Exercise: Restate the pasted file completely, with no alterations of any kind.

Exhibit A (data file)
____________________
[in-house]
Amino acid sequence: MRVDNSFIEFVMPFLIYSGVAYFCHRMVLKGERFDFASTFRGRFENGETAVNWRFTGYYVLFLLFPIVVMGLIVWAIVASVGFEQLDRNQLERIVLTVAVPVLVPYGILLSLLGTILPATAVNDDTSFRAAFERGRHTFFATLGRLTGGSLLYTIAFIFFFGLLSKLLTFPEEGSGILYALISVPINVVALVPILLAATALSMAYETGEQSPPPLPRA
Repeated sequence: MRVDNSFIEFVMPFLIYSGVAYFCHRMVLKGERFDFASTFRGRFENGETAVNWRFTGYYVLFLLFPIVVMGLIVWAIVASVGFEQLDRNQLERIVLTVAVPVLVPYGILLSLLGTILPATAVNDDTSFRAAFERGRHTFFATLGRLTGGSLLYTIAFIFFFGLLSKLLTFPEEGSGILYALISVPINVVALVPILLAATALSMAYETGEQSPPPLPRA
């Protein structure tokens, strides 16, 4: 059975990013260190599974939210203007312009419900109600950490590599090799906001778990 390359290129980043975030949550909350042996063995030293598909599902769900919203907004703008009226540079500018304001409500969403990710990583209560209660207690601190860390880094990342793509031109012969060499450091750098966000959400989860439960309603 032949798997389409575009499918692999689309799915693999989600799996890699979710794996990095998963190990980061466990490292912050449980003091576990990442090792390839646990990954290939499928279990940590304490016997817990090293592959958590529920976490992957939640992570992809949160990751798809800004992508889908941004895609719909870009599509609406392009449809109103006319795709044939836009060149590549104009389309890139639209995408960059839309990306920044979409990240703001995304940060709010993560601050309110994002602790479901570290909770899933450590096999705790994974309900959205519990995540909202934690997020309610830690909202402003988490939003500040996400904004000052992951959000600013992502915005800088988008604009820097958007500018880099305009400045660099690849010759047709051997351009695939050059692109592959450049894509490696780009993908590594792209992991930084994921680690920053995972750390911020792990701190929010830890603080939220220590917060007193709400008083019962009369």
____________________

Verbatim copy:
[in-house]
Amino acid sequence: MRVDNSFIEFVMPFLIYSGVAYFCHRMVLKGERFDFASTFRGRFENGETAVNWRFTGYYVLFLLFPIVVMGLIVWAIVASVGFEQLDRNQLERIVLTVAVPVLVPYGILLSLLGTILPATAVNDDTSFRAAFERGRHTFFATLGRLTGGSLLYTIAFIFFFGLLSKLLTFPEEGSGILYALISVPINVVALVPILLAATALSMAYETGEQSPPPLPRA
Repeated sequence: MRVDNSFIEFVMPFLIYSGVAYFCHRMVLKGERFDFASTFRGRFENGETAVNWRFTGYYVLFLLFPIVVMGLIVWAIVASVGFEQLDRNQLERIVLTVAVPVLVPYGILLSLLGTILPATAVNDDTSFRAAFERGRHTFFATLGRLTGGSLLYTIAFIFFFGLLSKLLTFPEEGSGILYALISVPINVVALVPILLAATALSMAYETGEQSPPPLPRA
């Protein structure tokens, strides 16, 4: 059975990013260190599974939210203007312009419900109600950490590599090799906001778990 390359290129980043975030949550909350042996063995030293598909599902769900919203907004703008009226540079500018304001409500969403990710990583209560209660207690601190860390880094990342793509031109012969060499450091750098966000959400989860439960309603 032949798997389409575009499918692999689309799915693999989600799996890699979710794996990095998963190990980061466990490292912050449980003091576990990442090792390839646990990954290939499928279990940590304490016997817990090293592959958590529920976490992957939640992570992809949160990751798809800004992508889908941004895609719909870009599509609406392009449809109103006319795709044939836009060149590549104009389309890139639209995408960059839309990306920044979409990240703001995304940060709010993560601050309110994002602790479901570290909770899933450590096999705790994974309900959205519990995540909202934690997020309610830690909202402003988490939003500040996400904004000052992951959000600013992502915005800088988008604009820097958007500018880099305009400045660099690849010759047709051997351009695939050059692109592959450049894509490696780009993908590594792209992991930084994921680690920053995972750390911020792990701190929010830890603080939220220590917060007193709400008083019962009369």